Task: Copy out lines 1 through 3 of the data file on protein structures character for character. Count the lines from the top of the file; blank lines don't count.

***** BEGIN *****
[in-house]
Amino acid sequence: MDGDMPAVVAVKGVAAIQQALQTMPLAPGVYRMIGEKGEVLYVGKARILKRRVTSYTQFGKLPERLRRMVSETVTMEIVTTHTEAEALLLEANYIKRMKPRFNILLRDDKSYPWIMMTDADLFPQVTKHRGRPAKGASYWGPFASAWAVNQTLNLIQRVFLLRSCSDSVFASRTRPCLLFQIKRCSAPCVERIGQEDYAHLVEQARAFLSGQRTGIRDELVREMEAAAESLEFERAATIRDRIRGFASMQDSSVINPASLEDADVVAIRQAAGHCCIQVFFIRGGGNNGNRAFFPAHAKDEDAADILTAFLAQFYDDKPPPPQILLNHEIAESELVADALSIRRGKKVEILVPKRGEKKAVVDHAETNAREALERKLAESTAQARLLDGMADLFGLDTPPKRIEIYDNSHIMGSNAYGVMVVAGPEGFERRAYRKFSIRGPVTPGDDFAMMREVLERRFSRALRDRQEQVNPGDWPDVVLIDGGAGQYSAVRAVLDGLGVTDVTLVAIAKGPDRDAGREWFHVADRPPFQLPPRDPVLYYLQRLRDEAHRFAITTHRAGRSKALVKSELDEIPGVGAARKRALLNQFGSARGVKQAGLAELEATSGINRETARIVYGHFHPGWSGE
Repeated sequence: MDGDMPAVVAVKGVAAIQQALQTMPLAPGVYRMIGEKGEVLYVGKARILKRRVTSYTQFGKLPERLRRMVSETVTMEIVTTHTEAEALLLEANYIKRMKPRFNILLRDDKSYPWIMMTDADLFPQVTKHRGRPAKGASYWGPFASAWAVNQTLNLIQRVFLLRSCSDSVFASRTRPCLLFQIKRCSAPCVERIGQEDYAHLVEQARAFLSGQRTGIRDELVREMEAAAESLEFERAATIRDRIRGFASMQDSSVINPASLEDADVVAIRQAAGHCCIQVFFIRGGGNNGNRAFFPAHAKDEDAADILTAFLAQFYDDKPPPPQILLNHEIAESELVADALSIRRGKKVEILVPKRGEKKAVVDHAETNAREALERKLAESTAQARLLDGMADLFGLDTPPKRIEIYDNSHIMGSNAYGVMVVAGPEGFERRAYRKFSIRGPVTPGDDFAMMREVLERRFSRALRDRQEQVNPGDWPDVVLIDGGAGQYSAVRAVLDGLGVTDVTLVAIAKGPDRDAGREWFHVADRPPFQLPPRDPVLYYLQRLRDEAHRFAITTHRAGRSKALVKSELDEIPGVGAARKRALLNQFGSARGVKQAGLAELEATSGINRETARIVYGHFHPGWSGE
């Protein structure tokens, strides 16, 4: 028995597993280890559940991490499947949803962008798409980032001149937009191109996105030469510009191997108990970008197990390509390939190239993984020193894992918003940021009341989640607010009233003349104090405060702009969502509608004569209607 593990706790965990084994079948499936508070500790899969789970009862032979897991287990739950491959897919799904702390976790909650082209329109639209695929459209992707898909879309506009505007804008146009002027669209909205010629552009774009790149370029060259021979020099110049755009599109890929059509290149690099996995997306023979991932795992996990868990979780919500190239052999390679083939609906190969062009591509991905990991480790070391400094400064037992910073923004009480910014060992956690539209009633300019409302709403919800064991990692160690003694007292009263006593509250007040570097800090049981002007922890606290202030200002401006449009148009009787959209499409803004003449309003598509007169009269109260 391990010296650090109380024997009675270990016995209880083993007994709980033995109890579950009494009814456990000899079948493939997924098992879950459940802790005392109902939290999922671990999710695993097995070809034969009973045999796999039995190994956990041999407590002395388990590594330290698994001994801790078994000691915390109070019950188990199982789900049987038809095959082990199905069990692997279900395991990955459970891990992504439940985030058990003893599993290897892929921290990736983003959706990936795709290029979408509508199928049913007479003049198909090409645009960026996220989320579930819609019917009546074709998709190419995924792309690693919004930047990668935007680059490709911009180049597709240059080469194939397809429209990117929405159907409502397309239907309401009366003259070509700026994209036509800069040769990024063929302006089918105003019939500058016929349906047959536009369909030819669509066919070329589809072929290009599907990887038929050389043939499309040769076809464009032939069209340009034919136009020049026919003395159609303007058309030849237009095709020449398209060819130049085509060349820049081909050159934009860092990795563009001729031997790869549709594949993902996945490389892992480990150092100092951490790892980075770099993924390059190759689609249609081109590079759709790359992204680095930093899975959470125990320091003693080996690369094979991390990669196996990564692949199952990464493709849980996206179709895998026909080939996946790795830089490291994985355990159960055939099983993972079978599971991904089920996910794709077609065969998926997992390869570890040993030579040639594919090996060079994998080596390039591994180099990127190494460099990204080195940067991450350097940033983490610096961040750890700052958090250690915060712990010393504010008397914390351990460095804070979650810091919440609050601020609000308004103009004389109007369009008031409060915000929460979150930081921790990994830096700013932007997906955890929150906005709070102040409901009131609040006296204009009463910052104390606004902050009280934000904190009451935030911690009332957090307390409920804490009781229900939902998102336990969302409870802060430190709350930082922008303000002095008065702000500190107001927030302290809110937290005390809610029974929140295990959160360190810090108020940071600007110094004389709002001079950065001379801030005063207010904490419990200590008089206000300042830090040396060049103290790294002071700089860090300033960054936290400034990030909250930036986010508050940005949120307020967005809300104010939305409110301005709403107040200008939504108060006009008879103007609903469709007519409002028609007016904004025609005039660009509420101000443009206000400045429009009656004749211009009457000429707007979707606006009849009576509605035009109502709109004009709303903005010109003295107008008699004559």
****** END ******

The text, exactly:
[in-house]
Amino acid sequence: MDGDMPAVVAVKGVAAIQQALQTMPLAPGVYRMIGEKGEVLYVGKARILKRRVTSYTQFGKLPERLRRMVSETVTMEIVTTHTEAEALLLEANYIKRMKPRFNILLRDDKSYPWIMMTDADLFPQVTKHRGRPAKGASYWGPFASAWAVNQTLNLIQRVFLLRSCSDSVFASRTRPCLLFQIKRCSAPCVERIGQEDYAHLVEQARAFLSGQRTGIRDELVREMEAAAESLEFERAATIRDRIRGFASMQDSSVINPASLEDADVVAIRQAAGHCCIQVFFIRGGGNNGNRAFFPAHAKDEDAADILTAFLAQFYDDKPPPPQILLNHEIAESELVADALSIRRGKKVEILVPKRGEKKAVVDHAETNAREALERKLAESTAQARLLDGMADLFGLDTPPKRIEIYDNSHIMGSNAYGVMVVAGPEGFERRAYRKFSIRGPVTPGDDFAMMREVLERRFSRALRDRQEQVNPGDWPDVVLIDGGAGQYSAVRAVLDGLGVTDVTLVAIAKGPDRDAGREWFHVADRPPFQLPPRDPVLYYLQRLRDEAHRFAITTHRAGRSKALVKSELDEIPGVGAARKRALLNQFGSARGVKQAGLAELEATSGINRETARIVYGHFHPGWSGE
Repeated sequence: MDGDMPAVVAVKGVAAIQQALQTMPLAPGVYRMIGEKGEVLYVGKARILKRRVTSYTQFGKLPERLRRMVSETVTMEIVTTHTEAEALLLEANYIKRMKPRFNILLRDDKSYPWIMMTDADLFPQVTKHRGRPAKGASYWGPFASAWAVNQTLNLIQRVFLLRSCSDSVFASRTRPCLLFQIKRCSAPCVERIGQEDYAHLVEQARAFLSGQRTGIRDELVREMEAAAESLEFERAATIRDRIRGFASMQDSSVINPASLEDADVVAIRQAAGHCCIQVFFIRGGGNNGNRAFFPAHAKDEDAADILTAFLAQFYDDKPPPPQILLNHEIAESELVADALSIRRGKKVEILVPKRGEKKAVVDHAETNAREALERKLAESTAQARLLDGMADLFGLDTPPKRIEIYDNSHIMGSNAYGVMVVAGPEGFERRAYRKFSIRGPVTPGDDFAMMREVLERRFSRALRDRQEQVNPGDWPDVVLIDGGAGQYSAVRAVLDGLGVTDVTLVAIAKGPDRDAGREWFHVADRPPFQLPPRDPVLYYLQRLRDEAHRFAITTHRAGRSKALVKSELDEIPGVGAARKRALLNQFGSARGVKQAGLAELEATSGINRETARIVYGHFHPGWSGE